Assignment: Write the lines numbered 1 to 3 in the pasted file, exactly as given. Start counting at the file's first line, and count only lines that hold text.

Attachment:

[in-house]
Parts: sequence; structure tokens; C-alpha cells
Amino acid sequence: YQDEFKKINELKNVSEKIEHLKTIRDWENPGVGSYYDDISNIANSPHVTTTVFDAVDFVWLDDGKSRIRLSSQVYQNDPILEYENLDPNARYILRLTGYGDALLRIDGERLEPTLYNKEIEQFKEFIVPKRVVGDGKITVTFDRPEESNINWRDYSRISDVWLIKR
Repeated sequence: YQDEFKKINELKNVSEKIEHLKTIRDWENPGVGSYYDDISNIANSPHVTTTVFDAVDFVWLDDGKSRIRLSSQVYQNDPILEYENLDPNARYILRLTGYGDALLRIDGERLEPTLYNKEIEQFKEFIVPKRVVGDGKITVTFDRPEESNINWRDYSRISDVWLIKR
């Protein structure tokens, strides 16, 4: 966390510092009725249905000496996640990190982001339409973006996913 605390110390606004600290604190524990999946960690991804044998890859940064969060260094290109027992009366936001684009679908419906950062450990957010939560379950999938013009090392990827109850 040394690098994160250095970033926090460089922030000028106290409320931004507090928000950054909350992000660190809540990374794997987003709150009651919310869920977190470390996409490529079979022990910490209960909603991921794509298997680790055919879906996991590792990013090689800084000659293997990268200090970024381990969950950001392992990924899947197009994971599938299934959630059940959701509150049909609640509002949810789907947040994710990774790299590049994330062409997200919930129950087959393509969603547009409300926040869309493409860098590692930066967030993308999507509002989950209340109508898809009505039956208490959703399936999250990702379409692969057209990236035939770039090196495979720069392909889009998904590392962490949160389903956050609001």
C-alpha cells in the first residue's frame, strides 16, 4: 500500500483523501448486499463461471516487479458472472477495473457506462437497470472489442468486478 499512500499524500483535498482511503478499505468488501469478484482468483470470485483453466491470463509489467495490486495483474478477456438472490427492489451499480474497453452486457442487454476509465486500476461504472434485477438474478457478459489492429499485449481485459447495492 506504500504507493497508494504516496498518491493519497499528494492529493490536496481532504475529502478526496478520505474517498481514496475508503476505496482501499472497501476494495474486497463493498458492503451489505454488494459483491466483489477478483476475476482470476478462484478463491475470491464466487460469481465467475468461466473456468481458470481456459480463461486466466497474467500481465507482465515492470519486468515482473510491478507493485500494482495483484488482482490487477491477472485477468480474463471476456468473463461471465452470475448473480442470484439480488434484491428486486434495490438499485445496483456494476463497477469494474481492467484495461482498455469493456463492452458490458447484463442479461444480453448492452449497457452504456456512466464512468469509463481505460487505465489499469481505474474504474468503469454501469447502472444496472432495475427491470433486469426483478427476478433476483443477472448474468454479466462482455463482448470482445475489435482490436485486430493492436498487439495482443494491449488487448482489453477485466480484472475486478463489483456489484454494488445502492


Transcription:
[in-house]
Parts: sequence; structure tokens; C-alpha cells
Amino acid sequence: YQDEFKKINELKNVSEKIEHLKTIRDWENPGVGSYYDDISNIANSPHVTTTVFDAVDFVWLDDGKSRIRLSSQVYQNDPILEYENLDPNARYILRLTGYGDALLRIDGERLEPTLYNKEIEQFKEFIVPKRVVGDGKITVTFDRPEESNINWRDYSRISDVWLIKR